MARGARET ATWOOD ON REWRITING SHAKESPEARE’S ‘TEMPEST’ and more...


MARGARET ATWOOD ON REWRITING SHAKESPEARE’S ‘TEMPEST’

(Atwood’s article appeared in the Guardian, 9/24.)

Whenever people ask me that inevitable question, “Who’s your favourite author?” I always say “Shakespeare”. There are some good reasons for that. First, so much of what we know about plots, characters, the stage, fairies and inventive swearwords comes from Shakespeare. Second, if you name a living author the other living authors will be mad at you because it isn’t them, but Shakespeare is conveniently dead.

Third, Shakespeare refuses to be boxed in. Not only do we know very little about what he really thought, felt and believed, but the plays themselves are elusive. Just when you think you’ve got a meaning nailed down, your interpretation melts like jelly and you’re left scratching your head. Maybe he’s deep, very deep. Or maybe he didn’t have a continuity editor. And Shakespeare will never turn up on a talkshow and be asked to explain himself, the lucky devil.

Shakespeare is infinitely interpretable. We’ve had a fascist Richard III, we’ve had a Canadian First Nations Macbeth, we’ve had a Tempest with a female Prospero called Prospera, starring Helen Mirren. In the 18th century they had a Tempestopera, which used only a third of Shakespeare’s original text. Caliban had a sister called Sycorax, Miranda had a sister called Dorinda, and there was an extra young man so Dorinda would have someone to marry.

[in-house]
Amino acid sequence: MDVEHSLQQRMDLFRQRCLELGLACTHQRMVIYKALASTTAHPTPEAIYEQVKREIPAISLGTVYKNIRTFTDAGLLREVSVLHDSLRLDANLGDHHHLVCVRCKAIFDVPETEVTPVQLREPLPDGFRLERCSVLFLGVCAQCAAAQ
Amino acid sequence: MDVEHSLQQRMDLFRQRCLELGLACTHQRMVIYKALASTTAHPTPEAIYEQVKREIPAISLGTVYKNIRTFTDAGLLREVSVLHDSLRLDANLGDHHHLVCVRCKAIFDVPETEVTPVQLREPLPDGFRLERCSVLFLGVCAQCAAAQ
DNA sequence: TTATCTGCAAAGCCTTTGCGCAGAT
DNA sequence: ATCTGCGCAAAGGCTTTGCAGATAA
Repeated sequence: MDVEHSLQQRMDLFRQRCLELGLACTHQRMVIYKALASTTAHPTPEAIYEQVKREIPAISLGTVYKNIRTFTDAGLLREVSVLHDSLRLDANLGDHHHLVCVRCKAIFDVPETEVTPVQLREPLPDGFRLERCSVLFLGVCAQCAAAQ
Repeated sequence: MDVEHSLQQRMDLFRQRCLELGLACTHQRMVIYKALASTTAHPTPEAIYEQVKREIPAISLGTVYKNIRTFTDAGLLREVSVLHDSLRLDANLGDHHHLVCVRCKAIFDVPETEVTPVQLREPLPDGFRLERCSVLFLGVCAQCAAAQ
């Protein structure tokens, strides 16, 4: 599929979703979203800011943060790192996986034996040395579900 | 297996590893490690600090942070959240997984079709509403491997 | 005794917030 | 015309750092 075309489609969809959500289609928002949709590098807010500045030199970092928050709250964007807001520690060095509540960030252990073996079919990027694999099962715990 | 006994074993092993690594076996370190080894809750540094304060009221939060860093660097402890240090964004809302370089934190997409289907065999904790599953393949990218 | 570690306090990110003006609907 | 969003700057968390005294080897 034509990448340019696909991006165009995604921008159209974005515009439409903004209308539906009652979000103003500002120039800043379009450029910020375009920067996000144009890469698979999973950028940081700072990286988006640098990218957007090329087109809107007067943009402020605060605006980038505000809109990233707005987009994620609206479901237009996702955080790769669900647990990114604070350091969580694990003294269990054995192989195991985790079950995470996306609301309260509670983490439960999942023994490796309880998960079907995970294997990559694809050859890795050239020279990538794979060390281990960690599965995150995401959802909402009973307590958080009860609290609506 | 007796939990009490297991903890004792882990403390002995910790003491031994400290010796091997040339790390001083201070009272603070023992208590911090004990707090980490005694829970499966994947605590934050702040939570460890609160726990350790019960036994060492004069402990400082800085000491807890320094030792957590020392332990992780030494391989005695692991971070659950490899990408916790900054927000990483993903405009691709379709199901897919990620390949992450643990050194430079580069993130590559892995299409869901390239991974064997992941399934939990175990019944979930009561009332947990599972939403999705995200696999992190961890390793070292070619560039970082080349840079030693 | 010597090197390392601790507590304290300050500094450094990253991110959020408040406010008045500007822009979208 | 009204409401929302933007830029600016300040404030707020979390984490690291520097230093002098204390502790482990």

(Read more)

https://www.theguardian.com/books/2016/sep/24/margaret-atwood-rewriting-shakespeare-tempest-hagseed

Visit Stage Voices Publishing for archived posts and sign up for free e-mail updates: http://www.stagevoices.com/. If you would like to contribute a review, monologue, or other work related to theatre, please write to Bob Shuman at Bobjshuman@gmail.com .

     


ANTHONY GIARDINA: ‘THE CITY OF CONVERSATION’ (SV PICK, IL)

(Hedy Weiss’s article appeared in the Chicago Sun-Times, 9/25.)

Why has this country become so ferociously polarized? And why has the American electoral landscape become so distressingly fraught, tattered and seemingly irreconcilable about so many things?

These are the questions addressed in “The City of Conversation,” the uncannily timely, uniquely balanced, multi-generational drama by playwright-novelist Anthony Giardina, now receiving a live-wire Midwest premiere at Northlight Theatre under the direction of Marti Lyons.

Making a clear-eyed assessment of the present as extracted from the not-so-distant past, Giardina homes in on the many reasons why the center has failed to hold, and why, since the 1960s, positions have become so entrenched, while the essential social glue that once made a certain amount of compromise possible has disappeared. To be sure, at certain points Giardina stretches things a bit to make his case, yet anyone who has witnessed the tension between friends and family members during the current election cycle might say he has not stretched things far enough. The so-called “culture wars,” that really have been raging since the 1960s, seem to be more heated than ever, with the front lines redrawn in ever starker ways.

(Read more)

http://chicago.suntimes.com/entertainment/in-city-of-conversation-a-key-to-our-political-polarization/